To everything there is a season . . . A time to weep, and a time to laugh. A time to mourn, and a time to dance.
The summer began with a son’s wedding and ended with the passing of our patriarch. Both were occasions for reflection and celebration.
John Nelson Taylor, our dad, enjoyed 98 years. His long life was filled with joy, love and lots of physical activity. Here, he would want us to brag about his crazy bungee jumps and tandem skydives, his passion for snow skiing, and how he ran his first marathon at age 74. He was married to our mom, Gloria, for 69 years.
Except for microwaving water for Folger’s crystals or toasting bread for jelly, John Taylor couldn’t cook, though he gleefully anticipated every meal. He was a beef-stew-and- enchiladas kind of guy. White wine from a box was mighty fine. Particularly when enjoyed dockside at Cedar Creek Lake or après-ski on any mountain he’d survived. As long as he was clinking glasses with his family, Daddy was happy—as were we, and we will never cease to miss him.
Many thanks to our crew for stepping in during this difficult time. Especially Kim Pierce, who shared editing duties while caring for her 103-year-old dad Hugo Richter, who passed away as this letter was being written. Fortunate are we who were raised by gentle giants. Men who encouraged their daughters to be strong.
A gentle thread runs through this issue. There’s quiet beauty in Teresa Rafidi’s photos of flower fields and bouquets. Her cover shot is the perfect introduction to writer Karel Holloway’s lovely story about local ower farms.
Compassion is one of the many life lessons being learned by the students of Moss Haven Elementary as they grow food for those in need. Moss Haven Farm director Kim Aman is a local leader in the Slow Food movement. Thank you, Marshall Hinsley, for telling their story.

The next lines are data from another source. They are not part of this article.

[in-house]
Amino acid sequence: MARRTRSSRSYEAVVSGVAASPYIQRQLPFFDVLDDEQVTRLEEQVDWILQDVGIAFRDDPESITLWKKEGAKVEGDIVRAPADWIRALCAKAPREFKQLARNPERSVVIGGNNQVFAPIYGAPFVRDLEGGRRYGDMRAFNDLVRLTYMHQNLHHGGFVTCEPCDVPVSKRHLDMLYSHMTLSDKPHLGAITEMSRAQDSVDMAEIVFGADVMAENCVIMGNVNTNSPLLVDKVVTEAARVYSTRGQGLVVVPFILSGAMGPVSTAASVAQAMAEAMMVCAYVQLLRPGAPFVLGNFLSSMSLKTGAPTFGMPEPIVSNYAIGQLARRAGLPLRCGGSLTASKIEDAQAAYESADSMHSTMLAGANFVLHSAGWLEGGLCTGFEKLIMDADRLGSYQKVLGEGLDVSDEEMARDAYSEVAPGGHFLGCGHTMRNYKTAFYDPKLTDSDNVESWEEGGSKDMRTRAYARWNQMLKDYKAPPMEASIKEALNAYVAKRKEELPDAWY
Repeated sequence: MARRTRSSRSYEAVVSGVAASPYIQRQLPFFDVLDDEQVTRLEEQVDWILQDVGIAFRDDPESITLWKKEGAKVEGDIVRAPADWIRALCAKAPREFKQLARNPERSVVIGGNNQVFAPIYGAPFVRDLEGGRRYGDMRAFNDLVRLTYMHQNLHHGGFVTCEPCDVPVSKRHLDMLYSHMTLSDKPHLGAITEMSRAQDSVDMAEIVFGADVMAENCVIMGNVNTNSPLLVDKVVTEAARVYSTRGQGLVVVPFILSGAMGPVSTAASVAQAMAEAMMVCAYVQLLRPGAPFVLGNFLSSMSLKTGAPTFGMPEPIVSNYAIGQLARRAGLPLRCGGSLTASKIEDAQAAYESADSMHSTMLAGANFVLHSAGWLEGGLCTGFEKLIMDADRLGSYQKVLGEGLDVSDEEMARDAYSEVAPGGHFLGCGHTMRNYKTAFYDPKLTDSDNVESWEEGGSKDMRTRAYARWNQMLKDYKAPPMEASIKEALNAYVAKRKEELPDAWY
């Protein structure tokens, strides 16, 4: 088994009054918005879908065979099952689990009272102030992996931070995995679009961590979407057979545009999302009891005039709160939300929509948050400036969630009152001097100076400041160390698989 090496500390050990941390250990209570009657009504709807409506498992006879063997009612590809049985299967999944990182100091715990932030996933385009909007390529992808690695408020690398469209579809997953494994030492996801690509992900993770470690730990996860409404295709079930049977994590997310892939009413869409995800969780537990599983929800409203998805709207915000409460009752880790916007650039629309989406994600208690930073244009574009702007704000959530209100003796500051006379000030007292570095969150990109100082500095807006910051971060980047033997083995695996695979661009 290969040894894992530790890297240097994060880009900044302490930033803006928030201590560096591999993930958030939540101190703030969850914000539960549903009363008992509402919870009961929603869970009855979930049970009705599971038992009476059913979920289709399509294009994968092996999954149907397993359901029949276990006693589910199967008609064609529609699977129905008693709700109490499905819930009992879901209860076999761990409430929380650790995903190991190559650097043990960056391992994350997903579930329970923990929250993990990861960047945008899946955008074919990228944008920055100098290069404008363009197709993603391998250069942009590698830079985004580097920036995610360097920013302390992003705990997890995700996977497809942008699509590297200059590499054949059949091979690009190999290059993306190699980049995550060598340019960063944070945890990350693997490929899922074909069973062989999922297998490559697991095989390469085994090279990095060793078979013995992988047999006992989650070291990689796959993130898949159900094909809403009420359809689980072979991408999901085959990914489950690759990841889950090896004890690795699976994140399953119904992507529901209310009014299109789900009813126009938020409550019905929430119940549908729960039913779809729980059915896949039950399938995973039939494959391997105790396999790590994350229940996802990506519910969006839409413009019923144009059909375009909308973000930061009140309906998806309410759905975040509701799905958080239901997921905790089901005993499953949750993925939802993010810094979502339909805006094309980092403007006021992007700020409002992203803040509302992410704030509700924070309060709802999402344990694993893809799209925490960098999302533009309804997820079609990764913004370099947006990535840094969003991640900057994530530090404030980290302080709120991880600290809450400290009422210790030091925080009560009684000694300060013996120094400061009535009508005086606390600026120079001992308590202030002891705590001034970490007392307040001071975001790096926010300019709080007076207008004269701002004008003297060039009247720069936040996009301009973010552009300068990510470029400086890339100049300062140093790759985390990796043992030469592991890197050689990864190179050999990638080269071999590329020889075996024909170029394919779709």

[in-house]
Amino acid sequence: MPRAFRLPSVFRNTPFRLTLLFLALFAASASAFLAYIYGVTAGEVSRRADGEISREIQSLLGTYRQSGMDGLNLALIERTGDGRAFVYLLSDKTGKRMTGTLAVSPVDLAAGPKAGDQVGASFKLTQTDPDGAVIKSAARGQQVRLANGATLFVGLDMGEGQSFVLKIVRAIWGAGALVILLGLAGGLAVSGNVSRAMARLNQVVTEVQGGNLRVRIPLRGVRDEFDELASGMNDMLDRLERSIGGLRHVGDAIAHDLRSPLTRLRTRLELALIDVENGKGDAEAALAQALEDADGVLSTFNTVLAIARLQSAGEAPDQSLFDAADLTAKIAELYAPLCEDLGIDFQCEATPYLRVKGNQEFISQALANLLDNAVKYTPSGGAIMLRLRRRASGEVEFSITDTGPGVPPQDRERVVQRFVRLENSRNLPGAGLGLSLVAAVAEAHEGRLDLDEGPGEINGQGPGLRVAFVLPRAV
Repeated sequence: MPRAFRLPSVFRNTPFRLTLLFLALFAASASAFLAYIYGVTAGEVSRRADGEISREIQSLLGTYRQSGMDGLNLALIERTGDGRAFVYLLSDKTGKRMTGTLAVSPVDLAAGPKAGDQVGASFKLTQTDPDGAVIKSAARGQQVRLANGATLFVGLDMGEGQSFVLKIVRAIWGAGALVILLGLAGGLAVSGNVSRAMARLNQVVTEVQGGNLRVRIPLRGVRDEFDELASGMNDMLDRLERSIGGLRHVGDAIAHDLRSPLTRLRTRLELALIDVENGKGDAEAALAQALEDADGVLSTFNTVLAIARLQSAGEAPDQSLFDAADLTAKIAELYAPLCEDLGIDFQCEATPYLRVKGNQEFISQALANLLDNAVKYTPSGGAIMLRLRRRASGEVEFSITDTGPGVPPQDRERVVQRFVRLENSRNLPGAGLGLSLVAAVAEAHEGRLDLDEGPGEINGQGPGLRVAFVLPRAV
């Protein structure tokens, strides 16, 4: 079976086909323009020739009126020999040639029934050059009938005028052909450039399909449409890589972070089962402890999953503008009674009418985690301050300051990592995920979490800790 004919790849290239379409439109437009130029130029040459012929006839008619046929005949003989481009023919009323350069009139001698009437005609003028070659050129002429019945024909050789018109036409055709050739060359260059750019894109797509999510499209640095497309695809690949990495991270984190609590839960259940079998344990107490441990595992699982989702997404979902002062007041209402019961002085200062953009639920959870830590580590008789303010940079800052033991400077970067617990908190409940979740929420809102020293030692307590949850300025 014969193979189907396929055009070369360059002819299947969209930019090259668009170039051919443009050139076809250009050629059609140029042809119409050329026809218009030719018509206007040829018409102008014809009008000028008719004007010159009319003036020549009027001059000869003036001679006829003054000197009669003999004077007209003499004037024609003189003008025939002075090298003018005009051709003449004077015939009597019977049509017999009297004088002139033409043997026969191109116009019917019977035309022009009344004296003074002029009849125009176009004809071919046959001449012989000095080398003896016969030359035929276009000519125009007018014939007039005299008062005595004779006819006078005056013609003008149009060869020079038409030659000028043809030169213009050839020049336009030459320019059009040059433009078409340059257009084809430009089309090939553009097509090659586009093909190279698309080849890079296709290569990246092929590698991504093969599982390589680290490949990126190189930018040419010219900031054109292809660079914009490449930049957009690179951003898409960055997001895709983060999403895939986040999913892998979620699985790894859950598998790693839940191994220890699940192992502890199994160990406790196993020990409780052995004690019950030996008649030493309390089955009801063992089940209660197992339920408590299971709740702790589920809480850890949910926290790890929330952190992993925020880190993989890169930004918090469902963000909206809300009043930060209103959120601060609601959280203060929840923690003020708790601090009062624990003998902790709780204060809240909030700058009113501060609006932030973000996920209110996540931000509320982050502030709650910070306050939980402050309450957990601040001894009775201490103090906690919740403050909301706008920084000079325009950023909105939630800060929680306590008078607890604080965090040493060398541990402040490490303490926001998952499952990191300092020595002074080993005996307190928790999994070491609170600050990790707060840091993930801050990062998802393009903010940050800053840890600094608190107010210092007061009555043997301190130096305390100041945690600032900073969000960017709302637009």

As the season takes its time unfolding, Cowgirl Chef Ellise Pierce has suggestions for what to cook when the calendar says fall, but the temps say summer. These simple recipes will help smooth that transition.
Fall’s quintessential fruit, the apple, is at the core of Lauren Coe’s story about the burgeoning hard cider movement in North Texas. Soon, there will be five taprooms. Lauren offers fun facts about the drink’s early American roots. (A cider press was on the May ower—who knew?) Lauren has also included three recipes—two cocktails and a savory pork dish.
Kim Pierce introduces the contenders in the race for Texas Agriculture Commissioner. Edible Dallas & Fort Worth is proud to give both candidates—incumbent Sid Miller and challenger Kim Olson—the opportunity to speak to our readers about the responsibilities of this office.
Remember to vote on Tuesday, Nov. 6. To everything there is a season . . . A time to keep silence, and a time to speak. Let your voice be heard.